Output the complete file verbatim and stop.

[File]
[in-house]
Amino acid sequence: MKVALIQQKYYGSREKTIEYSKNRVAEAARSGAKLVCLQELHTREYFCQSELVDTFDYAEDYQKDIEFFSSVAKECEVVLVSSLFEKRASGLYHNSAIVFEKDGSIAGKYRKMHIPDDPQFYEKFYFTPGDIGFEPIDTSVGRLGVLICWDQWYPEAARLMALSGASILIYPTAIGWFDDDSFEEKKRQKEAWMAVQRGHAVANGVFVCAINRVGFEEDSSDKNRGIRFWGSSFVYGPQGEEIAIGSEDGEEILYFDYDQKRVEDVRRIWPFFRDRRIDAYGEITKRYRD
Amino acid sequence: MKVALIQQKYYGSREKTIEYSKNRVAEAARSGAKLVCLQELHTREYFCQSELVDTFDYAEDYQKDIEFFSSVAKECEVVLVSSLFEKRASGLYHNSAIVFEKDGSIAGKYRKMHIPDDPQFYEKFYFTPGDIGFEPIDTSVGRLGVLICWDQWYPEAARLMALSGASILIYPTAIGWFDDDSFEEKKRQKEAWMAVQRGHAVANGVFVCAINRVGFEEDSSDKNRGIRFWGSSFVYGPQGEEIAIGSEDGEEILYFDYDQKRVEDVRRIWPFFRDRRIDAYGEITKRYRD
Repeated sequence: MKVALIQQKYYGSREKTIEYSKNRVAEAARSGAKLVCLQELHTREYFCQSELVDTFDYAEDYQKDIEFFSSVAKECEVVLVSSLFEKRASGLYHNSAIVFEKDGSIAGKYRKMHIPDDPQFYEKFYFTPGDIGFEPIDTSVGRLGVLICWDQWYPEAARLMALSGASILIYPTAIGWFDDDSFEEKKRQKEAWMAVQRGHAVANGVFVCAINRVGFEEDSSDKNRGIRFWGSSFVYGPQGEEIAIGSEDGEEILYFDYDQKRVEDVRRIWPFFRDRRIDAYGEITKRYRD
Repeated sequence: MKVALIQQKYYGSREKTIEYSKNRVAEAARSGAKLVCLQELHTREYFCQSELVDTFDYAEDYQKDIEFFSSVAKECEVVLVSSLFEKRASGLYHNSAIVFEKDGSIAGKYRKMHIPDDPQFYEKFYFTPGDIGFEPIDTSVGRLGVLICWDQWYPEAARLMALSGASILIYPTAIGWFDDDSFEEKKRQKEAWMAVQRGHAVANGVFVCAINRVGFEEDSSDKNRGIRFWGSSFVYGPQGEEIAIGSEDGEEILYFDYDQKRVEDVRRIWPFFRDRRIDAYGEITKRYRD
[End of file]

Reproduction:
[in-house]
Amino acid sequence: MKVALIQQKYYGSREKTIEYSKNRVAEAARSGAKLVCLQELHTREYFCQSELVDTFDYAEDYQKDIEFFSSVAKECEVVLVSSLFEKRASGLYHNSAIVFEKDGSIAGKYRKMHIPDDPQFYEKFYFTPGDIGFEPIDTSVGRLGVLICWDQWYPEAARLMALSGASILIYPTAIGWFDDDSFEEKKRQKEAWMAVQRGHAVANGVFVCAINRVGFEEDSSDKNRGIRFWGSSFVYGPQGEEIAIGSEDGEEILYFDYDQKRVEDVRRIWPFFRDRRIDAYGEITKRYRD
Amino acid sequence: MKVALIQQKYYGSREKTIEYSKNRVAEAARSGAKLVCLQELHTREYFCQSELVDTFDYAEDYQKDIEFFSSVAKECEVVLVSSLFEKRASGLYHNSAIVFEKDGSIAGKYRKMHIPDDPQFYEKFYFTPGDIGFEPIDTSVGRLGVLICWDQWYPEAARLMALSGASILIYPTAIGWFDDDSFEEKKRQKEAWMAVQRGHAVANGVFVCAINRVGFEEDSSDKNRGIRFWGSSFVYGPQGEEIAIGSEDGEEILYFDYDQKRVEDVRRIWPFFRDRRIDAYGEITKRYRD
Repeated sequence: MKVALIQQKYYGSREKTIEYSKNRVAEAARSGAKLVCLQELHTREYFCQSELVDTFDYAEDYQKDIEFFSSVAKECEVVLVSSLFEKRASGLYHNSAIVFEKDGSIAGKYRKMHIPDDPQFYEKFYFTPGDIGFEPIDTSVGRLGVLICWDQWYPEAARLMALSGASILIYPTAIGWFDDDSFEEKKRQKEAWMAVQRGHAVANGVFVCAINRVGFEEDSSDKNRGIRFWGSSFVYGPQGEEIAIGSEDGEEILYFDYDQKRVEDVRRIWPFFRDRRIDAYGEITKRYRD
Repeated sequence: MKVALIQQKYYGSREKTIEYSKNRVAEAARSGAKLVCLQELHTREYFCQSELVDTFDYAEDYQKDIEFFSSVAKECEVVLVSSLFEKRASGLYHNSAIVFEKDGSIAGKYRKMHIPDDPQFYEKFYFTPGDIGFEPIDTSVGRLGVLICWDQWYPEAARLMALSGASILIYPTAIGWFDDDSFEEKKRQKEAWMAVQRGHAVANGVFVCAINRVGFEEDSSDKNRGIRFWGSSFVYGPQGEEIAIGSEDGEEILYFDYDQKRVEDVRRIWPFFRDRRIDAYGEITKRYRD